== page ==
Any concerns about the leadership capabilities of Phil Mickelson and Tiger Woods, at least with regards to potential Ryder Cup captaincy, have been squashed by Davis Love III in a recent segment on Golf Channel’s Morning Drive.
The 2016 U.S. Ryder Cup captain responded to Brandel Chamblee’s questioning of whether or not Mickelson and Woods deserve to captain a Ryder Cup team, saying:
“If you’ve been paying attention to the last few Ryder Cups or Presidents Cups, Phil Mickelson and Tiger Woods have become respected leaders of this team. Whether you’re playing in Korea or Medinah, these guys have stepped up to the plate and been leaders. So now the players respect them, they look to them for leadership and they’re expecting that in the future.”
Earlier in the week Chamblee spoke out against granting Woods and Mickelson leadership roles in the Ryder Cup, saying players who “didn’t show interest or passion” for the event as competitors are undeserving of such roles. Chamblee also said that Mickelson “corrupted this team from the inside out,” and cited examples from multiple Ryder Cups including 2004, 2012 and 2014. “Phil and Tiger, in my opinion, they don’t deserve it.”
Though a controversial captain’s pick in the recent Presidents Cup, Mickelson proved his worth in Korea by going 3-0-1 en route to an American victory. Reports indicate that Woods reached out to Love about a potential captaincy role with the 2016 Ryder Cup team if he is unable to qualify for the team on merit. Both players seem eager for involvement in the Ryder Cup once their playing days are over.
“Tiger was really interested in the pairings and what was going on,” Love said. “Because of what we did at the task force, because of him being on the Ryder Cup committee, because of him being such a great advisor to me since I was announced (as captain) back in March, he’s like, ‘What are you guys doing over there? Why are you putting this guy with that guy?’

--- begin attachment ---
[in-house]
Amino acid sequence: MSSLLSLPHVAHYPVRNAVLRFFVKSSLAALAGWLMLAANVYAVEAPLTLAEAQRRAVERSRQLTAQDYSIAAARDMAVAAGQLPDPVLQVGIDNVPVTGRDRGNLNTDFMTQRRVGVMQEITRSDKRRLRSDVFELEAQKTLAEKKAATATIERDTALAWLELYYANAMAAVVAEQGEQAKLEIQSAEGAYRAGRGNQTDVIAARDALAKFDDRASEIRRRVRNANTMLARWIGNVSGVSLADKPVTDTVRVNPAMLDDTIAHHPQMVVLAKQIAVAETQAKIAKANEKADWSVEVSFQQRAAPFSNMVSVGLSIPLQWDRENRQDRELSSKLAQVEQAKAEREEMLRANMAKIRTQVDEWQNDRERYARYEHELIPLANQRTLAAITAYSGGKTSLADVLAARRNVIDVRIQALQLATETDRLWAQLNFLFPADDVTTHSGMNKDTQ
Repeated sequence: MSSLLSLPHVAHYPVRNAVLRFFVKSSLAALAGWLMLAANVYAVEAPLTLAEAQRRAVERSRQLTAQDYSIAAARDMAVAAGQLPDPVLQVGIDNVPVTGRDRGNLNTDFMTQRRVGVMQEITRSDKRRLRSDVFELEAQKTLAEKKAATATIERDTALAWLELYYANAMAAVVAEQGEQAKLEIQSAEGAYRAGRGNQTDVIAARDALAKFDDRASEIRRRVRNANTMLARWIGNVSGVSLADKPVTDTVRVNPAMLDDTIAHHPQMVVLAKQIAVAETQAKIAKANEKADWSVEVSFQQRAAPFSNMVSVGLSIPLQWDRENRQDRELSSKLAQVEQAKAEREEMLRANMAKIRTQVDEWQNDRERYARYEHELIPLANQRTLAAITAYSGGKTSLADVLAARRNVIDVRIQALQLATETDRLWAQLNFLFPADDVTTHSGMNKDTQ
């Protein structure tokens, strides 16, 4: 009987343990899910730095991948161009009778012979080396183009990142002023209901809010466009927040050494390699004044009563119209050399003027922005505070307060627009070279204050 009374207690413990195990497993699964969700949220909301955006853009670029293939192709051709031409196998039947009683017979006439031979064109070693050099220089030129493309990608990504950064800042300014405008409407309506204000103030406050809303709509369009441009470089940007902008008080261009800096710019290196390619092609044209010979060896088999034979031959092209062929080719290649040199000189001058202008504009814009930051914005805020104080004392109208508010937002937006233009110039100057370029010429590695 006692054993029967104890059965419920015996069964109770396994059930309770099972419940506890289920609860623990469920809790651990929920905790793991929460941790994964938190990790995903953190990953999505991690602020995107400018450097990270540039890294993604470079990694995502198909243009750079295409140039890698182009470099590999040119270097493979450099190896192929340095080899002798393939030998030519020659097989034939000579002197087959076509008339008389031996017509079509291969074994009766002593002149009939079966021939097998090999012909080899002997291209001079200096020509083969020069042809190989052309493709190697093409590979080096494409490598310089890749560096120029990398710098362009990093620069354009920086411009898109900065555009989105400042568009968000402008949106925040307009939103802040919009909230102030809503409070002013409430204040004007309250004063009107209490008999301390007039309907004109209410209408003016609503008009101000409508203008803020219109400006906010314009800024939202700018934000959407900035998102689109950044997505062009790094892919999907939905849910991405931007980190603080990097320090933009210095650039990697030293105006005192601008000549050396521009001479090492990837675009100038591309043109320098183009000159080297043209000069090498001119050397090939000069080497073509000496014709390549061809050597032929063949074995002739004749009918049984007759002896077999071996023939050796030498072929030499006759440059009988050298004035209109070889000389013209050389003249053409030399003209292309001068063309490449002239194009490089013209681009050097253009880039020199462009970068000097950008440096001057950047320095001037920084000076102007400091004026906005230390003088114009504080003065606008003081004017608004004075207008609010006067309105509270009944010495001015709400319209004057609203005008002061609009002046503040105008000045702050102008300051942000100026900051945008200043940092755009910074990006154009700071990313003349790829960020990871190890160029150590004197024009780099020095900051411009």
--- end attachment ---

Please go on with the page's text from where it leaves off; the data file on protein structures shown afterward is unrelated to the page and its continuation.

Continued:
“So he was talking to me, talking to Fred, talking to Stricker about what was going on at the Presidents Cup. That led to conversations about what we are going to do at Hazeltine.”
Chamblee also cited Woods and Mickelson’s somewhat lackluster Ryder Cup records as further obstacles to captaincy, but Love strongly disagrees. Woods’ career record is 13-17-3; Mickelson’s is 16-19-6.
“Ryder Cup record really doesn’t have anything to do with being a leader, because Paul Azinger and Ben Crenshaw both had losing Ryder Cup records but they were great leaders as Ryder Cup captains,” Love said. “Being a leader and winning matches don’t always go together.”
It’s unlikely that Woods will qualify for the U.S. team in 2016, given his poor play in 2015 and recent back surgery, but expect him to be involved at Hazeltine National based on Love’s comments. Whether it’s via points or a captain’s pick, Mickelson is all but a lock to compete for Team U.S.A. next year.